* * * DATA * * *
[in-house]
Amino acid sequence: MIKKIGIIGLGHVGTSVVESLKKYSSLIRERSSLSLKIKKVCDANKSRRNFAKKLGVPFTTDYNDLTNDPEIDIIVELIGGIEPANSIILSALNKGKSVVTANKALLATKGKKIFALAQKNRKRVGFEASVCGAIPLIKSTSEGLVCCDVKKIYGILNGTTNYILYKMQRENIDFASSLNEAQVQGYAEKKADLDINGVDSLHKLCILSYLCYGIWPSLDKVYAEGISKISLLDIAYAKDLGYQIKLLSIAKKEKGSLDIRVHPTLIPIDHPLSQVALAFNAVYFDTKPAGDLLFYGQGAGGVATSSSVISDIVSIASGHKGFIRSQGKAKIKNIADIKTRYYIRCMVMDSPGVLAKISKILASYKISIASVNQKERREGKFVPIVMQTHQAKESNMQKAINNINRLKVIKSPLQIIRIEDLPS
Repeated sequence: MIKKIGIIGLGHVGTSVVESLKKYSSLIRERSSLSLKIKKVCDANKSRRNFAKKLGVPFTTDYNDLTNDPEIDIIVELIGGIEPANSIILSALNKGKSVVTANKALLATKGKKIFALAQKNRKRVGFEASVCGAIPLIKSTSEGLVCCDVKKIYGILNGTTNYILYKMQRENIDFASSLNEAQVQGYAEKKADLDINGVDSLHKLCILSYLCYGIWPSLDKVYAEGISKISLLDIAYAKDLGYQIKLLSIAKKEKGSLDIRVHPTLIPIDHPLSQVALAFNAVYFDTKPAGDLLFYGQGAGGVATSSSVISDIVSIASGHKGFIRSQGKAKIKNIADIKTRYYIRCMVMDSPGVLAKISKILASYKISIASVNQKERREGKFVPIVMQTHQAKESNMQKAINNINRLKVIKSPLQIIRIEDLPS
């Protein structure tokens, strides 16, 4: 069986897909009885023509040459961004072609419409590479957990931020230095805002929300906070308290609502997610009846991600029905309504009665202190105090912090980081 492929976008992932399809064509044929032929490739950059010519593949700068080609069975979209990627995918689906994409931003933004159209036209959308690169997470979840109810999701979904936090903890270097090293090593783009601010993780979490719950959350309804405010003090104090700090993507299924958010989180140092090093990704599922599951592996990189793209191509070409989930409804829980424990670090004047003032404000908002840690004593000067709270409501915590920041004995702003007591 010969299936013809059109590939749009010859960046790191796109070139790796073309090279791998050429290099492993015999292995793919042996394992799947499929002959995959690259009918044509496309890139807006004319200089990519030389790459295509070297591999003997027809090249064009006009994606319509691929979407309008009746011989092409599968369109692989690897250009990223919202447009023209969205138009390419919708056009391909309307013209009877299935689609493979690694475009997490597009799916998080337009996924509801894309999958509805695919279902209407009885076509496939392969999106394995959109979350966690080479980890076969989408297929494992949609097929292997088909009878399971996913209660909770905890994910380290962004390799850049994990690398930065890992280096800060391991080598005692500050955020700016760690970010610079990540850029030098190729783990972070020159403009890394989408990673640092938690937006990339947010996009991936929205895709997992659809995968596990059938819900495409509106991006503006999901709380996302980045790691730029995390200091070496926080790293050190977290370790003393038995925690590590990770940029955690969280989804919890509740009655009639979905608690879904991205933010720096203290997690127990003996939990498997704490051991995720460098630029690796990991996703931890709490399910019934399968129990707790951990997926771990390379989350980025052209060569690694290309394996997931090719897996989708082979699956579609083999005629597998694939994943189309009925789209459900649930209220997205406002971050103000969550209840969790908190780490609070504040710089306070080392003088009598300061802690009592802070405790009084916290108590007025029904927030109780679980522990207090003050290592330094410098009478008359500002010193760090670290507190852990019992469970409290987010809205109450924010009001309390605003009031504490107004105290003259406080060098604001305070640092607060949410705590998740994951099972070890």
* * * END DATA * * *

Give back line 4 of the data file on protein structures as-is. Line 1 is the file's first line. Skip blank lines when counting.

């Protein structure tokens, strides 16, 4: 069986897909009885023509040459961004072609419409590479957990931020230095805002929300906070308290609502997610009846991600029905309504009665202190105090912090980081 492929976008992932399809064509044929032929490739950059010519593949700068080609069975979209990627995918689906994409931003933004159209036209959308690169997470979840109810999701979904936090903890270097090293090593783009601010993780979490719950959350309804405010003090104090700090993507299924958010989180140092090093990704599922599951592996990189793209191509070409989930409804829980424990670090004047003032404000908002840690004593000067709270409501915590920041004995702003007591 010969299936013809059109590939749009010859960046790191796109070139790796073309090279791998050429290099492993015999292995793919042996394992799947499929002959995959690259009918044509496309890139807006004319200089990519030389790459295509070297591999003997027809090249064009006009994606319509691929979407309008009746011989092409599968369109692989690897250009990223919202447009023209969205138009390419919708056009391909309307013209009877299935689609493979690694475009997490597009799916998080337009996924509801894309999958509805695919279902209407009885076509496939392969999106394995959109979350966690080479980890076969989408297929494992949609097929292997088909009878399971996913209660909770905890994910380290962004390799850049994990690398930065890992280096800060391991080598005692500050955020700016760690970010610079990540850029030098190729783990972070020159403009890394989408990673640092938690937006990339947010996009991936929205895709997992659809995968596990059938819900495409509106991006503006999901709380996302980045790691730029995390200091070496926080790293050190977290370790003393038995925690590590990770940029955690969280989804919890509740009655009639979905608690879904991205933010720096203290997690127990003996939990498997704490051991995720460098630029690796990991996703931890709490399910019934399968129990707790951990997926771990390379989350980025052209060569690694290309394996997931090719897996989708082979699956579609083999005629597998694939994943189309009925789209459900649930209220997205406002971050103000969550209840969790908190780490609070504040710089306070080392003088009598300061802690009592802070405790009084916290108590007025029904927030109780679980522990207090003050290592330094410098009478008359500002010193760090670290507190852990019992469970409290987010809205109450924010009001309390605003009031504490107004105290003259406080060098604001305070640092607060949410705590998740994951099972070890």